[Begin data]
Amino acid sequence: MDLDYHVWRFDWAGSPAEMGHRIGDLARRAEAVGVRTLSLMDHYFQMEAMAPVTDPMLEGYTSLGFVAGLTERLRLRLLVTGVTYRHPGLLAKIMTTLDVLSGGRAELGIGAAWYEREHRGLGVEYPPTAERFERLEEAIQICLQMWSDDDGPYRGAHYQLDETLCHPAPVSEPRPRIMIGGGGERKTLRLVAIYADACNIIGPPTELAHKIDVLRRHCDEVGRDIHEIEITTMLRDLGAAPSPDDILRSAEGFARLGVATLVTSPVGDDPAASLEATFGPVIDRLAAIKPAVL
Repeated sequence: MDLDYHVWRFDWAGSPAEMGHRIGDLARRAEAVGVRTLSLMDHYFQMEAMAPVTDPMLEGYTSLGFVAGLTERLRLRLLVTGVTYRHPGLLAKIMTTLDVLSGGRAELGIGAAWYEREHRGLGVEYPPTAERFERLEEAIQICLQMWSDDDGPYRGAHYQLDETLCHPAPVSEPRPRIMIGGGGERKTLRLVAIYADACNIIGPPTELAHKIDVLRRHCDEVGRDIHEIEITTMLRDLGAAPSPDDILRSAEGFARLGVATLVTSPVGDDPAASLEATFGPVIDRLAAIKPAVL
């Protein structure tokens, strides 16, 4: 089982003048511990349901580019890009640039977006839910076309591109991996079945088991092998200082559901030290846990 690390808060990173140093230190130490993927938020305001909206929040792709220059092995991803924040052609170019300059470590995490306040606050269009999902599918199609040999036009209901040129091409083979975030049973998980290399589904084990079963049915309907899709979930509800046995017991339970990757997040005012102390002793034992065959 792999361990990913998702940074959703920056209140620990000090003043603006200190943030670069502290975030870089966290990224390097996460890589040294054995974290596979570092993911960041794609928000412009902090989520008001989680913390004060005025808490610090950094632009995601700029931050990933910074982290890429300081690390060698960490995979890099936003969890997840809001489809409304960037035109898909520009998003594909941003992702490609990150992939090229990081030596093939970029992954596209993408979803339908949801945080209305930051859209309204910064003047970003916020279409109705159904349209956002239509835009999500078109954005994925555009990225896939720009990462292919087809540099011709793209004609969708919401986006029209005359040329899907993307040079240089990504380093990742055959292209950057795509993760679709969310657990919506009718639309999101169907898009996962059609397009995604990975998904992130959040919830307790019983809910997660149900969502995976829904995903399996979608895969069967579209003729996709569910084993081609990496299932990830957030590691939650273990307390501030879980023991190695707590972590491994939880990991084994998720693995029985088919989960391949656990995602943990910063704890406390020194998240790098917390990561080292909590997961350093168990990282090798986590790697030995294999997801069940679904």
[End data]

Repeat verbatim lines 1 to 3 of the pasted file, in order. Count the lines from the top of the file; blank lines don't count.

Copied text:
Amino acid sequence: MDLDYHVWRFDWAGSPAEMGHRIGDLARRAEAVGVRTLSLMDHYFQMEAMAPVTDPMLEGYTSLGFVAGLTERLRLRLLVTGVTYRHPGLLAKIMTTLDVLSGGRAELGIGAAWYEREHRGLGVEYPPTAERFERLEEAIQICLQMWSDDDGPYRGAHYQLDETLCHPAPVSEPRPRIMIGGGGERKTLRLVAIYADACNIIGPPTELAHKIDVLRRHCDEVGRDIHEIEITTMLRDLGAAPSPDDILRSAEGFARLGVATLVTSPVGDDPAASLEATFGPVIDRLAAIKPAVL
Repeated sequence: MDLDYHVWRFDWAGSPAEMGHRIGDLARRAEAVGVRTLSLMDHYFQMEAMAPVTDPMLEGYTSLGFVAGLTERLRLRLLVTGVTYRHPGLLAKIMTTLDVLSGGRAELGIGAAWYEREHRGLGVEYPPTAERFERLEEAIQICLQMWSDDDGPYRGAHYQLDETLCHPAPVSEPRPRIMIGGGGERKTLRLVAIYADACNIIGPPTELAHKIDVLRRHCDEVGRDIHEIEITTMLRDLGAAPSPDDILRSAEGFARLGVATLVTSPVGDDPAASLEATFGPVIDRLAAIKPAVL
């Protein structure tokens, strides 16, 4: 089982003048511990349901580019890009640039977006839910076309591109991996079945088991092998200082559901030290846990 690390808060990173140093230190130490993927938020305001909206929040792709220059092995991803924040052609170019300059470590995490306040606050269009999902599918199609040999036009209901040129091409083979975030049973998980290399589904084990079963049915309907899709979930509800046995017991339970990757997040005012102390002793034992065959 792999361990990913998702940074959703920056209140620990000090003043603006200190943030670069502290975030870089966290990224390097996460890589040294054995974290596979570092993911960041794609928000412009902090989520008001989680913390004060005025808490610090950094632009995601700029931050990933910074982290890429300081690390060698960490995979890099936003969890997840809001489809409304960037035109898909520009998003594909941003992702490609990150992939090229990081030596093939970029992954596209993408979803339908949801945080209305930051859209309204910064003047970003916020279409109705159904349209956002239509835009999500078109954005994925555009990225896939720009990462292919087809540099011709793209004609969708919401986006029209005359040329899907993307040079240089990504380093990742055959292209950057795509993760679709969310657990919506009718639309999101169907898009996962059609397009995604990975998904992130959040919830307790019983809910997660149900969502995976829904995903399996979608895969069967579209003729996709569910084993081609990496299932990830957030590691939650273990307390501030879980023991190695707590972590491994939880990991084994998720693995029985088919989960391949656990995602943990910063704890406390020194998240790098917390990561080292909590997961350093168990990282090798986590790697030995294999997801069940679904």